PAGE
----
Mail Time Review
Check out our review of Mail Time to find out what we thought about delivering mail to forest animals in a cozy little grove.
Can you believe there was a world before maps? I mean, of course, many of you probably remember a world before Google Maps, but there was also a world before maps, as a concept, were invented. Before compasses, too! And even back then, I’m certain there were messengers carrying messages back and forth.
So how did people get around without maps and compasses? How did they know where to go and which path to take? It was by asking the locals where so-and-so is, of course. Mail Time is a game that’s all about the ask-people-for-directions experience. It’s also really, really cute.
In Mail Time, you play as a mail scout in training. Their name, appearance, and pronouns are all up to you, and best of all, you can change these traits at any point in the game. Our young whippersnapper is close to becoming an official mail scout, and they only have to deliver mail to a certain Greg.
Getting to this Greg fellow turns out to not be very straightforward, though, so now, you’re going to run around and deliver people’s letters while asking about Greg.
Mail Time’s world is immediately charming. It basks in warm, cozy colors like a bakery full of freshly baked buns. Its denizens are all small animals, and your player character appears to be a stuffed doll.
Everyday objects lie scattered around to creative uses, such as a house in a kettle, or ice cream sticks arranged into picnic tables. Flower patches turn into forests, pies turn into trampolines, and paper boats appear as big as real boats.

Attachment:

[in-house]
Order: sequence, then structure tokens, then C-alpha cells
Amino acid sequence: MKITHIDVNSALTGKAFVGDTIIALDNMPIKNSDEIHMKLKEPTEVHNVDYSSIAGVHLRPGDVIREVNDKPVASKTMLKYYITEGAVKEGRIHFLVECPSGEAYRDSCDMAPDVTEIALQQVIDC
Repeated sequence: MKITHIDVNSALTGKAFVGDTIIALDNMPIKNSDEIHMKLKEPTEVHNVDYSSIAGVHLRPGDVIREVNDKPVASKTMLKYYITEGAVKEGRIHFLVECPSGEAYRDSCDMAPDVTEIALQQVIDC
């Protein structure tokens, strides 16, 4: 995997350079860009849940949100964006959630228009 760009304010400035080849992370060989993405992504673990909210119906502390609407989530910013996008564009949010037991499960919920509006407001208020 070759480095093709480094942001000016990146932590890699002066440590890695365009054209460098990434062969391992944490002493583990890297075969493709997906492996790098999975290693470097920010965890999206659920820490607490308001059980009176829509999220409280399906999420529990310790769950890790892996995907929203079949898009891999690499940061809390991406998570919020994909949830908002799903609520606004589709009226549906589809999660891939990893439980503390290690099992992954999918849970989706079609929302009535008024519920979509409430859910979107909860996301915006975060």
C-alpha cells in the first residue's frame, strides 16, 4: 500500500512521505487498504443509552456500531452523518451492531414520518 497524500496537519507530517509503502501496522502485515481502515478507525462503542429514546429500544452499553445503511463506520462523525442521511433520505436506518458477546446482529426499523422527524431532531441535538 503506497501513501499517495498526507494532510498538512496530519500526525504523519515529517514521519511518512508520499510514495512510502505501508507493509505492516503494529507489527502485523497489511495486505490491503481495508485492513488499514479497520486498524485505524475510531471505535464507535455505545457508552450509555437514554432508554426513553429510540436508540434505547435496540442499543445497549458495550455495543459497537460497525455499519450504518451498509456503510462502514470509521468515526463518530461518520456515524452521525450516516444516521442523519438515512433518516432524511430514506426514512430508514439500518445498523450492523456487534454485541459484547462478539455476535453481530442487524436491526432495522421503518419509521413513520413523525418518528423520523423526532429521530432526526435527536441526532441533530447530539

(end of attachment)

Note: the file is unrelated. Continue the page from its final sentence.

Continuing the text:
Your role in this small-but-big world as simple as moving around and talking to people. You can also jump and glide, which are both critical in getting around. The game is also quite liberal in where it lets you jump, and there’s no penalty for falling from a height.
Traversal is all chill here in Mail Time, and that also means that there’s rarely just one way to get to the place you’re going to. Even if that place is above you, you can likely get there by three or four different routes, provided you’re adventurous in your jumping and gliding.
You might be a mailperson, but you are far from uninvolved in the local affairs. You very quickly become privy to the residents’ problems as you’re tasked to deliver their mail, and sometimes, you even help them out by collecting necessary items.
Each of the residents has a unique personality, and so does the protagonist, who is quite talkative and even sassy towards the animal inhabitants.
But I have to return to the point made originally about the game having no map or compass. It was quite liberating to look at the world itself as I traversed it, to form a sense of direction by myself and to discover new places and people as I went.
It goes to show how even simple fetch quests can be elevated by making the experience of the journey more important than that of reaching the destination.
That said, if you’re looking for anything more than what’s written on the tin, you’re out of luck. Mail Time really is as simple as running back and forth in a magnified world and having simple, funny chats with the animals who inhabit it. It’s a sweet, cozy, playful experience if you can adjust your expectations accordingly.
Mail Time is an adorable time involving mail, and it is clearly a labor of love for its tiny team of devs. If you’d like to spend a couple of hours jumping, gliding, and delivering mail in a cozy garden world, you won’t be disappointed.
Developer: Kela van der Deijl
Country of Origin: The Netherlands
Publisher: Freedom Games
Release Date: April 27, 2023 (PC); Coming soon to Switch, PS4, and PS5
This review of Mail Time is based on a copy of the game provided by the publisher. The PC version of Mail Time was played for this review.
Thank you for reading our review of Mail Time. Already playing the game? Check out our walkthrough here!
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